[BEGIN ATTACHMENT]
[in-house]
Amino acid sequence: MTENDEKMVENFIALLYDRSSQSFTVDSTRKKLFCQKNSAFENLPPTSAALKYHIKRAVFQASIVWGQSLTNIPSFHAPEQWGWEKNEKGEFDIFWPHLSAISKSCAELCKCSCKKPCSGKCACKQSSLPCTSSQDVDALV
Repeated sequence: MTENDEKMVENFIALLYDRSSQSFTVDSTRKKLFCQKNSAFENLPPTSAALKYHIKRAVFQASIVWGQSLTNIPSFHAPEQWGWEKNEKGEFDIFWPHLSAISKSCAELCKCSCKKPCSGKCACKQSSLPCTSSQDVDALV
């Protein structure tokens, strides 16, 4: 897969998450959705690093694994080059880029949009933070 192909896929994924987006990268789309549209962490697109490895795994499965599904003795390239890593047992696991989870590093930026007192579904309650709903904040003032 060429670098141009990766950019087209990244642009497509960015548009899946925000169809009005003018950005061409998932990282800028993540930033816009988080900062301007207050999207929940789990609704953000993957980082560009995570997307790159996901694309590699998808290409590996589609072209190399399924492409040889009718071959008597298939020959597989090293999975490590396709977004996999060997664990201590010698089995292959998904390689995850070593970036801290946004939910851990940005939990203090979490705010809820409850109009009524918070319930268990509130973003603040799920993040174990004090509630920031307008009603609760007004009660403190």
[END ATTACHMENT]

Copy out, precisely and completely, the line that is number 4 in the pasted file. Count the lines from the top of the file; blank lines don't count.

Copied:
């Protein structure tokens, strides 16, 4: 897969998450959705690093694994080059880029949009933070 192909896929994924987006990268789309549209962490697109490895795994499965599904003795390239890593047992696991989870590093930026007192579904309650709903904040003032 060429670098141009990766950019087209990244642009497509960015548009899946925000169809009005003018950005061409998932990282800028993540930033816009988080900062301007207050999207929940789990609704953000993957980082560009995570997307790159996901694309590699998808290409590996589609072209190399399924492409040889009718071959008597298939020959597989090293999975490590396709977004996999060997664990201590010698089995292959998904390689995850070593970036801290946004939910851990940005939990203090979490705010809820409850109009009524918070319930268990509130973003603040799920993040174990004090509630920031307008009603609760007004009660403190």